8. Melissa

    Melissa New Member

    I have a doe that waits till I'm in the barn, she gives all the signs, but it's also just a "feeling" when you spend a lot of time with them you pick up vibes from them subconsciously. I then decided to do barn chores, like clean pens, pick up, or if nothing else, read a book. one thing, if I leave my does sight she gets all panicky and starts calling for me and looking around (I just stepped out to get the towels I left in the car! sheesh!) I guess I've never really thought about it. true, some of the meat goats kidding I missed, but I trust them to do a good job of raising their babies. with the dairy girls I've come into the barn to find them in a wet puddle or mom in the beginning stages of labor. but if you think they are going to pop sometime soon, just spend most of your time around the barn, popping in every once in a while.

  9. Good Goats

    Good Goats New Member

    Hand breed, and when it looks like she's going to go that day, we check every 15-25 or so minutes, and we are usually there for them. So far this year 4 have kidded and we've been there for all of them. If it looks like they are going to kid and it's night, then we'll check every 2 hours (although it turns into 3 at times if you push snooze enough, :lol). Only one kidded at night last year though and she had had them maybe 5 or 10 minutes before.

  10. Bilrite Farms

    Bilrite Farms Guest

    We've attended births for years. For the first few years I worked part time so I was able to be there. But the last couple of years I've been full time at work and we are both gone for most of the day. Last year it was just crazy, work got very upset when I wouldn't come in as scheduled or I'd have to leave early and we live far enough away that it also complicated things, I wasn't able to just run home quick and check and then drive back. We can't go though what we did last year again this year so this year we are going to try inducing our does, except for a handful of FF who are pen bred. I also aimed goats to kid in groups, especially around our spring break when it is easier to take time from work. We kidded out our 1st three does the beginning of Feb. The 1st doe kidded 4 hours after her injection. The other two at 29.5 hours and 30.5 hours so right on.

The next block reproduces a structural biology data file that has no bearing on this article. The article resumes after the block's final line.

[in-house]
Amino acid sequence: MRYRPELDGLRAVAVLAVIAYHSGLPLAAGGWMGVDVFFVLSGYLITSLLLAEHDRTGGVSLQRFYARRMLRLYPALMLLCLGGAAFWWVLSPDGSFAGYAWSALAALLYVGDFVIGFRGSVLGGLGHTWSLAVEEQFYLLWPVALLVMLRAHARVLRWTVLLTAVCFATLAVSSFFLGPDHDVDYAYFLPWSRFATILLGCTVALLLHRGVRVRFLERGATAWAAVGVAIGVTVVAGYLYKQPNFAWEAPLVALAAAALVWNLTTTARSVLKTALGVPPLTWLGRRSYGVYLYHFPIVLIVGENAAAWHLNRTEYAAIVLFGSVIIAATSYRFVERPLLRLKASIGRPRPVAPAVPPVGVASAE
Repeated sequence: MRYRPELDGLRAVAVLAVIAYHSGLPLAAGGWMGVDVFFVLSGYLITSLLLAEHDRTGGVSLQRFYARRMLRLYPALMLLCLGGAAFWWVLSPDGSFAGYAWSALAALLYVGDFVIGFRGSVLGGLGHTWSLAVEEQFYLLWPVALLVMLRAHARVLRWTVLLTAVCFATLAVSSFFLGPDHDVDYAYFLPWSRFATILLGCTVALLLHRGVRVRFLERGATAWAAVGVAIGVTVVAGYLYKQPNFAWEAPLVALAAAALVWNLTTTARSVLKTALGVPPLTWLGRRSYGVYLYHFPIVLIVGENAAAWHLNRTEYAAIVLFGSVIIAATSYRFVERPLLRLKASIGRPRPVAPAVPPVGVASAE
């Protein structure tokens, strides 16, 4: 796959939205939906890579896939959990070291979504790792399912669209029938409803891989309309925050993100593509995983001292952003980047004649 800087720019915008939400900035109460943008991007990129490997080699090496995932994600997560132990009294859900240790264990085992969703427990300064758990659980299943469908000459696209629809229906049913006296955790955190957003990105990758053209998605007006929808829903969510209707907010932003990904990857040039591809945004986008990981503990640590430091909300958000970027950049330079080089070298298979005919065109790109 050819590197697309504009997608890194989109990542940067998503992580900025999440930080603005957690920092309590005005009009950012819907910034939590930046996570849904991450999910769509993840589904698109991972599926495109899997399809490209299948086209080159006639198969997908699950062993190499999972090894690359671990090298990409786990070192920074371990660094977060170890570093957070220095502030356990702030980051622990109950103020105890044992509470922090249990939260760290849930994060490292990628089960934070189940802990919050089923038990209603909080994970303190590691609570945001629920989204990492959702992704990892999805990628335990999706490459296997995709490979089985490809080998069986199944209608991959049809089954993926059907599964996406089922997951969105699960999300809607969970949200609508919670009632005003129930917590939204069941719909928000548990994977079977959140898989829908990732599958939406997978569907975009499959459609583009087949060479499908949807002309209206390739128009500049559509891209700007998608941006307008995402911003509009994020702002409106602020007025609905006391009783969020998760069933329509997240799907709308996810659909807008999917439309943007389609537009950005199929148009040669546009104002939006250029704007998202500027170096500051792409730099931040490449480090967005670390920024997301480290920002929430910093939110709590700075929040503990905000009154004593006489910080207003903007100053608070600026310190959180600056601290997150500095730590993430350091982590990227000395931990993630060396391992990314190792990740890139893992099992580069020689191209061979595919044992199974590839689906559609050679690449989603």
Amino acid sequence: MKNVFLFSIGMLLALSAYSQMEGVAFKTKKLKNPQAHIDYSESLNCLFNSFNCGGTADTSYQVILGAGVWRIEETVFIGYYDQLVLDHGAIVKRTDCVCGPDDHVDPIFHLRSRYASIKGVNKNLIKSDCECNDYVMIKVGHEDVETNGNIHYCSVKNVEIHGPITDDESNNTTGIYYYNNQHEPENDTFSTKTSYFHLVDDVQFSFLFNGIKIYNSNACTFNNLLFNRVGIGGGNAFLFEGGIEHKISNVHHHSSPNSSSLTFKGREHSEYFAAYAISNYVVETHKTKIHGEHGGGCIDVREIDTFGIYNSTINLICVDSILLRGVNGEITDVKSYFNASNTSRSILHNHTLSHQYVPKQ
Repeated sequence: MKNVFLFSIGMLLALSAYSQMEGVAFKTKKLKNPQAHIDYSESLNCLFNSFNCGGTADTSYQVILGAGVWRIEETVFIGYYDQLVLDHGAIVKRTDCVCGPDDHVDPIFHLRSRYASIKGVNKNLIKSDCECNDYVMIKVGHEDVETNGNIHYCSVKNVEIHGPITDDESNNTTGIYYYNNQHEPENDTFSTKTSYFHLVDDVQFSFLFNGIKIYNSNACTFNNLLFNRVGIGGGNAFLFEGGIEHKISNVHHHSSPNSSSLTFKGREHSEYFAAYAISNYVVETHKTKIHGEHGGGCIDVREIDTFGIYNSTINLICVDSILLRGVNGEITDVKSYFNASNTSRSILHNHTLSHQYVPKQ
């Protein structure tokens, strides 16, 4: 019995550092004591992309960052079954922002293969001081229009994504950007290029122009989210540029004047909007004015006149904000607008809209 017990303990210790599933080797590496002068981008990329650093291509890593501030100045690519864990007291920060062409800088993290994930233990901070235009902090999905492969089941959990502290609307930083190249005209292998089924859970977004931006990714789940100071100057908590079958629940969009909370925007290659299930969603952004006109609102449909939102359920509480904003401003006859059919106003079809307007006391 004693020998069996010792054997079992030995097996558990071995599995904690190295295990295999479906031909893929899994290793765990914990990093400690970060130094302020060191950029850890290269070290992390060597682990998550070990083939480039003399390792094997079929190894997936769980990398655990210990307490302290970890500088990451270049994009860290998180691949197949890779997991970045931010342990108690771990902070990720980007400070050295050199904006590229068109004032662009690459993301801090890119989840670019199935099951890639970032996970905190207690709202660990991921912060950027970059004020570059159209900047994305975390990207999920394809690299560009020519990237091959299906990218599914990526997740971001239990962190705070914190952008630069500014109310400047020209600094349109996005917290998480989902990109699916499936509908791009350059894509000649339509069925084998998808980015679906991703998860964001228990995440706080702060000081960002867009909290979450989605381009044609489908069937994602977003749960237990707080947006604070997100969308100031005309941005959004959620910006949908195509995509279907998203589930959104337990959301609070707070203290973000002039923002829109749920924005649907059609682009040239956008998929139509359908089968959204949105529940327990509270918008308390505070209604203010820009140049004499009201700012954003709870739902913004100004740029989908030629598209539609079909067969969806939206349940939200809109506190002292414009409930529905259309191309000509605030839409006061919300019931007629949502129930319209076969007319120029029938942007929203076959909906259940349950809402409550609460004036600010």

Hopefully later this year or next year we can get cameras - DH is the ones who checks does overnight and he gets pretty tired but I can't complain - he lets me sleep unless a doe is kidding.

    Good luck!
  11. We rarely miss a kidding. (3 in the past 5 years) BUT.. I do miss a lot of sleep LOL. I have a Cream-of-Kansas doe that is due on the 22 (she has a history of going 2 days early) I'm really excited about this breeding. I will have the tv that picks up the barn camera on CONSTANTLY beginning on day 145. I will be sleeping in my recliner (with a it doesn't tick LOL.. timer set for to go off every 30 mintues) by the time she kids, I'll be walking into walls from the lack of sleep..but isn't that just part of kidding season??? :rofl
    susie, mo ozarks
  12. Doc

    Doc Guest

    Maybe it's experience, but as they get close to their kidding date, I can tell pretty much when every doe is going to pop. Behavior and ligaments. Shiny skin on the udder. Subtle things, their voices change, they pick at their feed, they get up and down more often, they dig nests. Ligaments are usually the best indicator, when they're gone, it's imminent. Set up shop outside of their pen, dim the lights, and wait. My kidding barn is only a few steps from the back door - very convenient, and if I leave my bedroom window cracked, I can actually hear the does making noise. The other does will often start fussing when one is giving birth. Very few of mine ever kid at night, I do not know if this is related to latitude, lighting, or what - maybe because I do feed later at night, and hang out long enough to make sure everyone's eating. I have sound monitors and cameras too, but 9 times out of 10, I already know it's coming. Sometimes I do miss births, but I've only had to go in "once", my does come from easy kidding backgrounds, so I don't fret about it. My does have all tested neg (2X a year) for CAE for 10 straight years, so that's the extent of my CAE "prevention". Most of my current does will dam raise their kids. If I had a bunch of bad mothers, or I was planning to pull kids and bottle feed, I'd diligently be missing sleep, but I simply don't fret births - they've been doing it unassisted for an awful long time. If I get there a few minutes after, or even more than a few, the earth doesn't stop spinning. Honestly, if having goats meant I spent a month or more not sleeping, I'd get rid of them.
  13. This year has not gone as well as most. We have completely missed 6-8 out of the 30 to kid so far this year (some by only 10-15 minutes). I've missed about four that dad was there for. We've missed half of a couple of births (arrived after the first was born but before the second).